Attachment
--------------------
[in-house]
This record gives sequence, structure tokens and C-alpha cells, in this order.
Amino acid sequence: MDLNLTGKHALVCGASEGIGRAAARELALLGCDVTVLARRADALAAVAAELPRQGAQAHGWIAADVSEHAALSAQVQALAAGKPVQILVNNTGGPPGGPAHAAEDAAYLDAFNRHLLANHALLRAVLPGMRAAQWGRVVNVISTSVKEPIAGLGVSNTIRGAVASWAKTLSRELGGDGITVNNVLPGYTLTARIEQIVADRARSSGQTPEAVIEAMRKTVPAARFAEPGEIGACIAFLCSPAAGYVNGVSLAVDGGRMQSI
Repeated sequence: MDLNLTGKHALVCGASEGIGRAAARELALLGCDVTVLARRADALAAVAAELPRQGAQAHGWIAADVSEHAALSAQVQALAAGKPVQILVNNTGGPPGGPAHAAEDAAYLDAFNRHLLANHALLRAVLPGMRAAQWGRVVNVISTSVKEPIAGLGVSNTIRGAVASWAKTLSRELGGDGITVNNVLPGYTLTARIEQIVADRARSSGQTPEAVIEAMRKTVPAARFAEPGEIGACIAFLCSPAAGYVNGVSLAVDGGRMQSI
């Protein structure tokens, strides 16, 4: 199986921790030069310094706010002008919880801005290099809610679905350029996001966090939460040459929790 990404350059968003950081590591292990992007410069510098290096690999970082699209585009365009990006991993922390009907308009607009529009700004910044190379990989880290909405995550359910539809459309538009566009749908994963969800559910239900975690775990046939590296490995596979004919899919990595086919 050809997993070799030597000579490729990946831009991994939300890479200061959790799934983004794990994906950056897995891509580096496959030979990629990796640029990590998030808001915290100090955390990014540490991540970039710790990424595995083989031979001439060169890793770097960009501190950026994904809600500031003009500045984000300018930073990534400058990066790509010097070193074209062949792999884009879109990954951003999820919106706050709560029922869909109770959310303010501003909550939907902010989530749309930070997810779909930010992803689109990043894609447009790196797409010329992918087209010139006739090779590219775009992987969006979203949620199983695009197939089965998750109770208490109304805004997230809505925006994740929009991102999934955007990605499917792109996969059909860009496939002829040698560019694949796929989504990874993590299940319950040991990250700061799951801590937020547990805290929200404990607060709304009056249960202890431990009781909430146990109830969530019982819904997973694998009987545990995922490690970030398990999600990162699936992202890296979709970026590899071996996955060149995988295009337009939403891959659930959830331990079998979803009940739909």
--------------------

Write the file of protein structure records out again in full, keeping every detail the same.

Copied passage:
[in-house]
This record gives sequence, structure tokens and C-alpha cells, in this order.
Amino acid sequence: MDLNLTGKHALVCGASEGIGRAAARELALLGCDVTVLARRADALAAVAAELPRQGAQAHGWIAADVSEHAALSAQVQALAAGKPVQILVNNTGGPPGGPAHAAEDAAYLDAFNRHLLANHALLRAVLPGMRAAQWGRVVNVISTSVKEPIAGLGVSNTIRGAVASWAKTLSRELGGDGITVNNVLPGYTLTARIEQIVADRARSSGQTPEAVIEAMRKTVPAARFAEPGEIGACIAFLCSPAAGYVNGVSLAVDGGRMQSI
Repeated sequence: MDLNLTGKHALVCGASEGIGRAAARELALLGCDVTVLARRADALAAVAAELPRQGAQAHGWIAADVSEHAALSAQVQALAAGKPVQILVNNTGGPPGGPAHAAEDAAYLDAFNRHLLANHALLRAVLPGMRAAQWGRVVNVISTSVKEPIAGLGVSNTIRGAVASWAKTLSRELGGDGITVNNVLPGYTLTARIEQIVADRARSSGQTPEAVIEAMRKTVPAARFAEPGEIGACIAFLCSPAAGYVNGVSLAVDGGRMQSI
């Protein structure tokens, strides 16, 4: 199986921790030069310094706010002008919880801005290099809610679905350029996001966090939460040459929790 990404350059968003950081590591292990992007410069510098290096690999970082699209585009365009990006991993922390009907308009607009529009700004910044190379990989880290909405995550359910539809459309538009566009749908994963969800559910239900975690775990046939590296490995596979004919899919990595086919 050809997993070799030597000579490729990946831009991994939300890479200061959790799934983004794990994906950056897995891509580096496959030979990629990796640029990590998030808001915290100090955390990014540490991540970039710790990424595995083989031979001439060169890793770097960009501190950026994904809600500031003009500045984000300018930073990534400058990066790509010097070193074209062949792999884009879109990954951003999820919106706050709560029922869909109770959310303010501003909550939907902010989530749309930070997810779909930010992803689109990043894609447009790196797409010329992918087209010139006739090779590219775009992987969006979203949620199983695009197939089965998750109770208490109304805004997230809505925006994740929009991102999934955007990605499917792109996969059909860009496939002829040698560019694949796929989504990874993590299940319950040991990250700061799951801590937020547990805290929200404990607060709304009056249960202890431990009781909430146990109830969530019982819904997973694998009987545990995922490690970030398990999600990162699936992202890296979709970026590899071996996955060149995988295009337009939403891959659930959830331990079998979803009940739909």